Recycling bioresources is the only way to sustainably meet a growing world population’s food and energy needs. One of the ways to do so is by using agro-industry wastewater to cultivate microalgae. While the industrial production of microalgae requires large volumes of water, existing agro-industry processes generate large volumes of wastewater with eutrophicating nutrients and organic carbon that must be removed before recycling the water back into the environment. Coupling these two processes can benefit the flourishing microalgal industry, which requires water, and the agro-industry, which could gain extra revenue by converting a waste stream into a bioproduct. Microalgal biomass can be used to produce energy, nutritional biomass, and specialty products. However, there are challenges to establishing stable and circular processes, from microalgae selection and adaptation to pretreating and reclaiming energy from residues. This review discusses the potential of agro-industry residues for microalgal production, with a particular interest in the composition and the use of important primary (raw) and secondary (digestate) effluents generated in large volumes: sugarcane vinasse, palm oil mill effluent, cassava processing waster, abattoir wastewater, dairy processing wastewater, and aquaculture wastewater. It also overviews recent examples of microalgae production in residues and aspects of process integration and possible products, avoiding xenobiotics and heavy metal recycling. As virtually all agro-industries have boilers emitting CO2 that microalgae can use, and many industries could benefit from anaerobic digestion to reclaim energy from the effluents before microalgal cultivation, the use of gaseous effluents is also discussed in the text.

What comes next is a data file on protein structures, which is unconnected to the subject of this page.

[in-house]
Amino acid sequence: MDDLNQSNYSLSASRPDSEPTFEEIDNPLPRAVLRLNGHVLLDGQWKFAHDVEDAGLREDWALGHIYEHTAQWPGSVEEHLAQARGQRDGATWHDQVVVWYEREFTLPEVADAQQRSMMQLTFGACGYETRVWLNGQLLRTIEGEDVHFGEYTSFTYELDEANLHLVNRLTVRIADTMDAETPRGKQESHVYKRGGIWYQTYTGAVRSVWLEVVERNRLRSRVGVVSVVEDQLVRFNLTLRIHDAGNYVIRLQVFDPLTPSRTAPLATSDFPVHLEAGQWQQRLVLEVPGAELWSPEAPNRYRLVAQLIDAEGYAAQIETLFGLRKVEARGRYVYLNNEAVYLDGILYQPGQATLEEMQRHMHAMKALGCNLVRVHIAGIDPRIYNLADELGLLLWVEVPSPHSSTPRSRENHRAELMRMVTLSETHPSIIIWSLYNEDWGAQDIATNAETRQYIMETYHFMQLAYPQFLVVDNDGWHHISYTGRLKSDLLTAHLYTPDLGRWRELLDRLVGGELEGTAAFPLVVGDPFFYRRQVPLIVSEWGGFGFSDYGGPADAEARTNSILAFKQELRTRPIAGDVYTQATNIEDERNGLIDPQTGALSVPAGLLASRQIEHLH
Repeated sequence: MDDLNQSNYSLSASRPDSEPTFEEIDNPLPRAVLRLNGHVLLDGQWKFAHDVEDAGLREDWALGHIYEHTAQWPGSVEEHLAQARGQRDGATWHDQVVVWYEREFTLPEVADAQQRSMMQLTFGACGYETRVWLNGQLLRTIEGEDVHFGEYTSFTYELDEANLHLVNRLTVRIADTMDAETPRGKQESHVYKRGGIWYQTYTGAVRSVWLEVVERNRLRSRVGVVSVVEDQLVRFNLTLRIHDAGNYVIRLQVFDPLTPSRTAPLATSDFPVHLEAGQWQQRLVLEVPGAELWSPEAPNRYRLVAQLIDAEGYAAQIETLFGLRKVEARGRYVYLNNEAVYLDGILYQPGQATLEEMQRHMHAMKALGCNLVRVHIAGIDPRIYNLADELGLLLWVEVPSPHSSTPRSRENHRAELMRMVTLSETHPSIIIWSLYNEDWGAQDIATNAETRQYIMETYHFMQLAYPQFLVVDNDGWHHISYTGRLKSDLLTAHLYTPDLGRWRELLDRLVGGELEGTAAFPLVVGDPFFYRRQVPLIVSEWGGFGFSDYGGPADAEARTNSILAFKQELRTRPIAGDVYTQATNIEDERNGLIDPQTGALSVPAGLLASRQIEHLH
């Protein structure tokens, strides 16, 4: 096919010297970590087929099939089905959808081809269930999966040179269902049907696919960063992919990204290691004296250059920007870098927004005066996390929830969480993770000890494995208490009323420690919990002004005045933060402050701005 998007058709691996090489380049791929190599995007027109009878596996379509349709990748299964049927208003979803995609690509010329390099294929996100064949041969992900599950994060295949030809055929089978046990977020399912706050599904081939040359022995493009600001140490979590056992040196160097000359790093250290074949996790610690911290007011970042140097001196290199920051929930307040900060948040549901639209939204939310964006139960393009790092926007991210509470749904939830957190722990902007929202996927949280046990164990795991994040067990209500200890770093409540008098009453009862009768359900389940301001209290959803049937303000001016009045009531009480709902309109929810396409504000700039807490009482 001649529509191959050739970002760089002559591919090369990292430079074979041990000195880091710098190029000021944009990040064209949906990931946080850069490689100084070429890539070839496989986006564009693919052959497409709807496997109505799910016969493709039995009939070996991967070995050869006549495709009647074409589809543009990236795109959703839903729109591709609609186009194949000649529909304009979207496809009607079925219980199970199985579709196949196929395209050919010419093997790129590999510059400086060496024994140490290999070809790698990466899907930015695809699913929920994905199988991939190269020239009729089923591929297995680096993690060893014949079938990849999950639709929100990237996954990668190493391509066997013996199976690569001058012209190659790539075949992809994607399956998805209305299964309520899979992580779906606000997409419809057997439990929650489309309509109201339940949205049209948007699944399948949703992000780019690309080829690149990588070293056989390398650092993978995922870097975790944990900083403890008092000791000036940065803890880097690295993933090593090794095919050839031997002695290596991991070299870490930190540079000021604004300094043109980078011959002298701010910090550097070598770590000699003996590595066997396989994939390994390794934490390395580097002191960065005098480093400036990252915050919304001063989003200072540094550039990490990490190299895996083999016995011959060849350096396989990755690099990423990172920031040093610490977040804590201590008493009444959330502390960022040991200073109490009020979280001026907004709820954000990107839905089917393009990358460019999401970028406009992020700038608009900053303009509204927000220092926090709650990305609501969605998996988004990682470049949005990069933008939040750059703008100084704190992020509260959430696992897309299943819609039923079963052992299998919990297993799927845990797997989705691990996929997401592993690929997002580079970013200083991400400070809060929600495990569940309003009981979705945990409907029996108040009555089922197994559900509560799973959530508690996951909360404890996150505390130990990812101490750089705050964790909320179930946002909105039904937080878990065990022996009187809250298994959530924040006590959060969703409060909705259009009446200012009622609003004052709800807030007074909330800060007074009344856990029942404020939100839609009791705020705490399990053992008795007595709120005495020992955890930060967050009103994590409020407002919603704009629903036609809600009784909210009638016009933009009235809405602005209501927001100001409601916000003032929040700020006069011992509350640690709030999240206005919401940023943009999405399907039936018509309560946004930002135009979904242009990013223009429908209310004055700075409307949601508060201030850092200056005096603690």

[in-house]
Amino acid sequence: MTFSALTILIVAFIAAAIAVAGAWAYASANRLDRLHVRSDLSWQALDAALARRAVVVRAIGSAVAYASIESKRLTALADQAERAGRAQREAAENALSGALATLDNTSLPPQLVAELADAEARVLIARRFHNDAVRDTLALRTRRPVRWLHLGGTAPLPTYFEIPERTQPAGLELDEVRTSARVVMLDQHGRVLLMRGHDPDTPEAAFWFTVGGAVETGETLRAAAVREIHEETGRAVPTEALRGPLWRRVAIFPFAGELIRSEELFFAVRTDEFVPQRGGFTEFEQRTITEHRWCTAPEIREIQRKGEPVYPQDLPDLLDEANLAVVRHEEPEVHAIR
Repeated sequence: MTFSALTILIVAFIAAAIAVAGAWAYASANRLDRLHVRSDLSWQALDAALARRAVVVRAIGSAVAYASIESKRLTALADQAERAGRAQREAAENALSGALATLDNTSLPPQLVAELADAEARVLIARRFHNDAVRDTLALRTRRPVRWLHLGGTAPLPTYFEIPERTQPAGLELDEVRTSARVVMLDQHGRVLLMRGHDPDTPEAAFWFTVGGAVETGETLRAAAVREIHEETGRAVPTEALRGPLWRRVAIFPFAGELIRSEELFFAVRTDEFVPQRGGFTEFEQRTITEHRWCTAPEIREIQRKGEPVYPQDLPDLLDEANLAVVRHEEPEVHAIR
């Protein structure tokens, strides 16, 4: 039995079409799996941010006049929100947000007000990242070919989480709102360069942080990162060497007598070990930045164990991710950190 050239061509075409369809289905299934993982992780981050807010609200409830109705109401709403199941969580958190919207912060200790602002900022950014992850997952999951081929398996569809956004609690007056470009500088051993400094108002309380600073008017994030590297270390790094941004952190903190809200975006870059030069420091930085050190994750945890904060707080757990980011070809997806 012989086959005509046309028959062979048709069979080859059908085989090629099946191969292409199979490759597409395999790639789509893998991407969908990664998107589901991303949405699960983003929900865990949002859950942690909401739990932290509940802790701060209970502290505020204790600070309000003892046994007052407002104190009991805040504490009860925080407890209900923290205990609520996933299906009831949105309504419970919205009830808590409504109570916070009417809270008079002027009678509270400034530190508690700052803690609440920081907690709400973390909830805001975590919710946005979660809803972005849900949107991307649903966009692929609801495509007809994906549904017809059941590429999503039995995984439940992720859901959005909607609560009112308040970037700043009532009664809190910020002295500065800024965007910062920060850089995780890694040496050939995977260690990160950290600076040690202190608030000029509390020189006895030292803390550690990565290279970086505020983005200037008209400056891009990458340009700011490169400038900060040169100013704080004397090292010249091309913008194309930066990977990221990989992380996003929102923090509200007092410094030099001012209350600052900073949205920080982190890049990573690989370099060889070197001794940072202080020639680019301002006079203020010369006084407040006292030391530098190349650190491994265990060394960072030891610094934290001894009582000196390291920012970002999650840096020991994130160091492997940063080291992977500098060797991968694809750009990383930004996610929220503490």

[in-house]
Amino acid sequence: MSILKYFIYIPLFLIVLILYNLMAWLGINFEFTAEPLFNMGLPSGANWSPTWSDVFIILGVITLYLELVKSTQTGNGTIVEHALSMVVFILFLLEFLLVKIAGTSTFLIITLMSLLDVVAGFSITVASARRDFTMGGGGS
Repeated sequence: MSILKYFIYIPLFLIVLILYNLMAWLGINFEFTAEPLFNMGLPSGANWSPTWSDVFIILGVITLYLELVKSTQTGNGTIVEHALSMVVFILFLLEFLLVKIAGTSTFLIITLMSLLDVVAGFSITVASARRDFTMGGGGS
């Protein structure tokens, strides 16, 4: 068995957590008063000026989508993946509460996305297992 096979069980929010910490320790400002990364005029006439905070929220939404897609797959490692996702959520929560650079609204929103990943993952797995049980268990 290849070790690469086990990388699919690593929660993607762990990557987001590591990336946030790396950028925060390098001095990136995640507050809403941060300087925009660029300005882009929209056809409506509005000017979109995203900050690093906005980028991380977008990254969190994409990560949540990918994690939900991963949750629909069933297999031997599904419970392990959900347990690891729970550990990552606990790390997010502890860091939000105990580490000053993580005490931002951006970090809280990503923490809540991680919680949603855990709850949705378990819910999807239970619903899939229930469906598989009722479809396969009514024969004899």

Sugarcane ethanol production generates about 360 billion liters of vinasse, a liquid effluent with an average chemical oxygen demand of 46,000 mg/L. Vinasse still contains about 11% of the original energy from sugarcane juice, but this chemical energy is diluted. This residue, usually discarded or applied in fertigation, is a suitable substrate for anaerobic digestion (AD). Although the technology is not yet widespread—only 3% of bioethanol plants used it in Brazil in the past, most discontinuing the process—the research continues. With a biomethane potential ranging from 215 to 324 L of methane produced by kilogram of organic matter in vinasse, AD could improve the energy output of sugarcane biorefineries. At the same time, the residual digestate could still be used as an agricultural amendment or for microalgal production for further stream valorization. This review presents the current technology for ethanol production from sugarcane and describes the state of the art in vinasse AD, including technological trends, through a recent patent evaluation. It also appraises the integration of vinasse AD in an ideal sugarcane biorefinery approach. It finally discusses bottlenecks and presents possible directions for technology development and widespread adoption of this simple yet powerful approach for bioresource recovery.
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